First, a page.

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The case for Biblical justice in America – It’s time to put God back into America

We need Biblical justice back in America. The Bible tells us how to be and how we can build a fair and equitable society that reflects the many blessings of God we have already received. We all deserve justice, but today nobody is getting any.

What is justice according to the Bible? The Hebrew word for Justice in the Bible is “mishpat.” The word is commonly translated as justice. When we think of justice, we usually think of courts and laws and the punishments that come with breaking those laws. Indeed, this is an essential part of justice. But it also means more than that.

To begin, we live in a society that has forgotten God. The Ten Commandments are now suggestions. The laws of God, and even the commandment of Christ to “Love one another,” is routinely ignored.

We have two systems of justice in America, one for the rich and one for everyone else. If a common person steals from a cash register at work, they will be arrested and be sent to jail, no matter the reason. But when wealthy people steal billions from the public through unethical schemes, they may perhaps be called to testify in front of Congress. They might lose their job, but be paid a severance of millions of dollars. In other words, they are rewarded for their crime.

This is not justice at all.

The Bible tells us how to deal with thieves. A man who steals a beast shall repay the cost four or five-fold depending on the animal (Exodus 22:1). A person who steals another item of value shall repay the value, plus twenty percent (Leviticus 6:1-5). In other cases a man may forfeit his home and possessions or another man may be sold into slavery for a time to repay the debt.

This is justice and you can see it is a far cry from what we have today. A banker who scams and deceives breaks at least the eighth, the ninth, and the tenth commandment. If our code of laws were truly based on the Ten Commandments, we would charge the unscrupulous fraudster with at three least violations. In various places, the Bible assigns penalties depending on the severity of the offense. At a minimum, restitution is due.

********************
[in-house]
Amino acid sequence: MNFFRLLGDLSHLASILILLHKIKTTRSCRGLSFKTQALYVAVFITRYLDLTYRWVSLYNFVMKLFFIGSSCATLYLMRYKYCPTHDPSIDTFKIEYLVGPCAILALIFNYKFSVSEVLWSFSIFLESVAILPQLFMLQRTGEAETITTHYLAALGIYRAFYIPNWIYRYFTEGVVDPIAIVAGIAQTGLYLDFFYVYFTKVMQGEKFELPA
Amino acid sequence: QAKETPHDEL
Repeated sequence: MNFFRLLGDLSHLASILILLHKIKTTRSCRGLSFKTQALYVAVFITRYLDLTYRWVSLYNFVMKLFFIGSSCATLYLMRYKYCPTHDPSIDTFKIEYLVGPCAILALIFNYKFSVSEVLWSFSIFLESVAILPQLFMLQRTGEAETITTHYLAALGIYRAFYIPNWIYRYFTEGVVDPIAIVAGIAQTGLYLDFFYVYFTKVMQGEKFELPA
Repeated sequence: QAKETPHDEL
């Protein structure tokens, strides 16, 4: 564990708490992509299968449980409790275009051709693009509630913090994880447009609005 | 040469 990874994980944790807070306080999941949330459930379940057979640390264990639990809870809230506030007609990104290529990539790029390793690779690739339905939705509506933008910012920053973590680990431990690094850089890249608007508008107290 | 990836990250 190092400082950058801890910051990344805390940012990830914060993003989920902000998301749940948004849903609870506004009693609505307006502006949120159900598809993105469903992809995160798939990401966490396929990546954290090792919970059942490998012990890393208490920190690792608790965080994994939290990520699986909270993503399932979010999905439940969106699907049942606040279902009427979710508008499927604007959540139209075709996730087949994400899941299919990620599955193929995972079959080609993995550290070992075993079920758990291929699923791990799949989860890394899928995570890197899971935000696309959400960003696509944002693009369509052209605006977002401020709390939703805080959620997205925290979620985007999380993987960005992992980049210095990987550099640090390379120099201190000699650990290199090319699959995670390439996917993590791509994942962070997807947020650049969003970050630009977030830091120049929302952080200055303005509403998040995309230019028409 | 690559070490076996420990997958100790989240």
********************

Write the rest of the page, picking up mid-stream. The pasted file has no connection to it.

But in a sign of how corrupt America has become, that banker will not pay full restitution to those who he harmed. Instead, his company will pay a settlement, an agreed fraction of restitution that never makes up for the full loss suffered by the victim. The banker will not go to prison. Finally, the banker may resign or be fired, and in both cases will be paid a bonus upon their departure.

Our legal code actually facilitates this behavior. Our legislators no longer write laws themselves, instead they let the lobbyists do all the work. Unlike Biblical law, which is simple, the laws we write today are riddled with loopholes and injustice. The purpose of our law today is not to serve justice, but to serve injustice. To keep the poor in check, and paying debts, while letting the rich do as they please.

But justice isn’t just about punishing the evildoer. There’s another side to “mishpat” that has been systematically ignored. God demands we also provide for those who are most vulnerable. The widows, the orphans, the immigrants, and the poor have a special place in God’s law. We must provide for these people too, to ensure they have food, shelter, clothing and opportunity.

When we have both legal justice and economic justice, we have “mishpat.” Such justice reflects the merciful nature of God. We may not deserve the goodness and compassion we receive from God, but He provides it nonetheless. Likewise, not every person will deserve our charity and kindness, but our place is to provide it anyway. Jesus did not stutter when He spoke the words, “Love thy neighbor as yourself.”

The reason we have so many controversies in this country is because anything goes. The rich win and the poor lose.

There is no justice for those who break the law, unless they are poor. Then, justice is swift and draconian. Those who are deviant are never punished, but praised as idols. Those who escape justice because of their wealth are labeled as “clever.” We argue incessantly about providing for the poor. Our charitable programs have become rife with abuse.

We live in the richest, most productive nation in the world, at the greatest time in all human history. We have money to spend $1.4 trillion on a single fighter plane. But we have no money for the poor. And to sustain the poor, we apparently need to take from the meager income of the middle class.